Democrats have predictably been willing to spend more money on the teacher challenge, but their "plans," too, have been more symbol than cure. In the last presidential race, for example, both Al Gore and Bill Bradley proposed a mix of college scholarships, loan forgiveness, and bonuses for some people who teach in high-need areas. Gore, to his credit, proposed that federal money be used (for the first time) to give a $5000 raise to many urban teachers. Other Democrats, doubtless inspired by the fact that teacher unions are among their top campaign donors, have weighed in as well. California governor Gray Davis made teaching a focus of his early agenda, offering some bonuses to teachers at high-achieving schools that later budget woes forced him to renege on; Senator Charles Schumer of New York once cobbled together the inevitable "Marshall Plan" (including mentors for new teachers, grants for training, and small federal bonuses for math and science teachers). As the 2004 presidential campaign unfolded, North Carolina senator John Edwards talked about paying college tuition for students who commit to teach in tough schools for five years; Representative Richard Gephardt packaged similar ideas into a call for a "Teacher Corps." Still, none of this has added up to anything that would make, say, a 22-year-old engineering grad swap the $60,000 salary she can earn in a technology firm for $29,000 at the local school. "I don’t think $5000 across-the-board increases are going to accomplish much," said Michael Casserly, executive director of the Council of Great City Schools, which represents big urban districts.

Meanwhile, when Democrats attack President Bush for underfunding his plan to leave no child behind, they unintentionally mock their own seriousness. Democrats fault Bush for failing to provide the additional $6 billion for poor schools that he had pledged, as if this figure represented some meaningful assessment of what it would cost to address these schools’ challenges. But national k–12 spending is roughly $400 billion; within that amount, teacher compensation comes to around $100 billion. Does anyone really think $6 billion, sprinkled (as it would be) among everything from salaries for teacher’s aides to capital improvements to teacher training, amounts to a serious attempt to address these schools’ problems? While the money would doubtless do some good, honest Democrats have to acknowledge that blasting Bush over this shortfall is more about political symbolism than serious problem-solving.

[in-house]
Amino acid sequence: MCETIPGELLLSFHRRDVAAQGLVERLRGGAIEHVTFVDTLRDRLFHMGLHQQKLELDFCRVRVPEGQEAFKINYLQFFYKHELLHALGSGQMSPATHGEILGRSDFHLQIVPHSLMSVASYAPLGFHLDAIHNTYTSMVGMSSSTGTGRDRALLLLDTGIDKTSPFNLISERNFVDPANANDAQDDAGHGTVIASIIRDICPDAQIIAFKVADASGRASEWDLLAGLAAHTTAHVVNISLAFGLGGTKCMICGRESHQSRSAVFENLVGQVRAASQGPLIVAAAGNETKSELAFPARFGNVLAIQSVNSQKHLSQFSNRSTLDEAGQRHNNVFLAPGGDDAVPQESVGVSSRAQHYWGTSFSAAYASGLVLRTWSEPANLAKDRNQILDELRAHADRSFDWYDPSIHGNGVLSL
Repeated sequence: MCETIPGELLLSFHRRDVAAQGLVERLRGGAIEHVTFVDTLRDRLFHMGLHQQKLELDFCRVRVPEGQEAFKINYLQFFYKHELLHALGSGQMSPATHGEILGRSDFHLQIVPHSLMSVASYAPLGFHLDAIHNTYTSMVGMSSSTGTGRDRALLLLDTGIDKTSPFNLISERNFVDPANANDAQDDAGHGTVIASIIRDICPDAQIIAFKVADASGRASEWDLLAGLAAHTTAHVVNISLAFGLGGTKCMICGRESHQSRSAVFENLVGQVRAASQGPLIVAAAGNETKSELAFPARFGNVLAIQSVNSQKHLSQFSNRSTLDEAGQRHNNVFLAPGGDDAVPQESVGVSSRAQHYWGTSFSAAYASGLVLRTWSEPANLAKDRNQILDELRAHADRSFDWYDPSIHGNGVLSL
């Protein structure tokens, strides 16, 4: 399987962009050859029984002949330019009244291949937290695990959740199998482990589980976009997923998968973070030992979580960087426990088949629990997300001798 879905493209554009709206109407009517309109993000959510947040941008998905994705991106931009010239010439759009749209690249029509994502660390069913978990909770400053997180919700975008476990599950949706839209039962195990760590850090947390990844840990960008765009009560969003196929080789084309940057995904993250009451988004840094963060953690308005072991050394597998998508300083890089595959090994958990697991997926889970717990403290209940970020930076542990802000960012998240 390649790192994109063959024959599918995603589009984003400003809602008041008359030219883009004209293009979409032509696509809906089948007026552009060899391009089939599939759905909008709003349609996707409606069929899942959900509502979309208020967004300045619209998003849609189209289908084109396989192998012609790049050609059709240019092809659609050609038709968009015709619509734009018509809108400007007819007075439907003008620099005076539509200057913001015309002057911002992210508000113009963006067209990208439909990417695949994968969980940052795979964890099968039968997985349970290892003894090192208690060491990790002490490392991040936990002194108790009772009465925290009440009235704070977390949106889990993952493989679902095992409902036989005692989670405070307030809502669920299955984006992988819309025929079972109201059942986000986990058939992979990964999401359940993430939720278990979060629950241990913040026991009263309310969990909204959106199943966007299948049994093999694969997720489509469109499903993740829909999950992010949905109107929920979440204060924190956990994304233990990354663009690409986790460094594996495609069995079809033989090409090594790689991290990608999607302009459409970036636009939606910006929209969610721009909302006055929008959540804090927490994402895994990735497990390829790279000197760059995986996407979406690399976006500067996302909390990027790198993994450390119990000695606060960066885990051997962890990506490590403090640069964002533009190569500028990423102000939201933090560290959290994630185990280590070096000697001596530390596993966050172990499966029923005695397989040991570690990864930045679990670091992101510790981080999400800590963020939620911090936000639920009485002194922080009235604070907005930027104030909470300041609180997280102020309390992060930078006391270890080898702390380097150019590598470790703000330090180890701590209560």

Just as important, Democrats have been unwilling to challenge union practices that would make spending on schools more effective. Teacher unions have resisted calls for "differential pay," for example, defending instead their traditional "lockstep" pay scale under which salary is determined entirely by the academic degree a teacher has earned and the number of years the teacher has been in the classroom. This compensation scheme ignores the obvious reality that certain teachers—such as science and mathematics graduates—have more lucrative options than those who studied, say, physical education. It also makes no room for rational attempts to link pay in some way to performance or student achievement. In addition, teacher unions make it notoriously difficult and costly to fire bad teachers. The Democrats’ unwillingness to urge sensible reforms on one of the party’s most powerful interest groups bolsters the conservative case that more money for schools would simply be wasted.

The depressing reality underscored by our teacher woes is that today’s high-profile education wars are largely a sideshow. For a decade now, most of the oxygen in the schools debate has been consumed by the standards and accountability movement, and by structural innovations like charter schools and vouchers. These ideas all have merit, but they can’t trump a larger truth: If we can’t lure hundreds of thousands of talented teachers into the nation’s toughest schools, all the "systemic" reforms in the world won’t make much difference.

Part 1 | Part 2 | Part 3